Ouch! Why do toddlers bite adults or other children, what steps can parents take, and when should you seek professional help?

What to do if your toddler is “bitey”
 There are ways to get to the bottom of your toddler’s biting habit.

While biting is not uncommon (at least for toddlers and pre-school children) it can be a major cause of concern, frustration, and embarrassment for parents. According to experts, the cause children bite stems from brain development and is seen as a powerful and necessary coping mechanism.

Fight or flight

Our brain is wired to act in a very specific way when threatened or under stress. Our nervous system basically has two modes: firing up and calming down. And, a big part of the firing up mode involves the fight or flight response. When our brain experiences threat or stress, chemicals will be released that give a “get out of here” or “fight for all you are worth” message to the rest of the body. Due to developmental reasons, we typically see this a lot with two and three-year-olds, in the form of biting, kicking or screaming. The part of the brain that regulates moods and behaviour is at this age still being formed. And the only real control a little one will have in a situation as described above, is to react on his impulses that tells him to fight, kick or bite.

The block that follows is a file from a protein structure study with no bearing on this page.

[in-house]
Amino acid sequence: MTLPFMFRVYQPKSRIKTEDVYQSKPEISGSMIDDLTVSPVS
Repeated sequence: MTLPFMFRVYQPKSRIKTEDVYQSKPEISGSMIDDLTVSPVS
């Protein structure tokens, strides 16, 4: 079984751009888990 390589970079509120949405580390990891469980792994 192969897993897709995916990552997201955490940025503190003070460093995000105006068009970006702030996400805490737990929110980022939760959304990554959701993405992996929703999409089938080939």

Steps parents can take

This is no quick and easy task (seeing as though you are competing with powerful brain chemicals)

  • As far as possible, help your child by identifying and eliminating possible triggers that will upset him (ask the teacher to help here)
  • Calm first, talk second (a tip for yourself)
  • Guide your child through repetition towards healthy and acceptable coping mechanisms by modelling and engaging in fun role plays (be sure to do this when your child is calm and in a good mood).
  • Be consistent and clear about your (and the school’s) expectations and about more constructive options available to your child
  • A child who bites is already frustrated, so responding with anger will do neither of you any good
  • Help a child with a word to express what he is feeling; thereby validating his experience

When is biting not okay?

  • When your child experiences social difficulties as a result of his behaviour
  • If your child is in primary school already
  • When your child repetitively shows oppositional defiance
  • If your child struggles to calm down after being upset
  • If your child seems to hold a grudge for a long time
  • Should his temper start to get out of hand

If you have answered yes to more than one of the above questions it might be worth seeking professional help.

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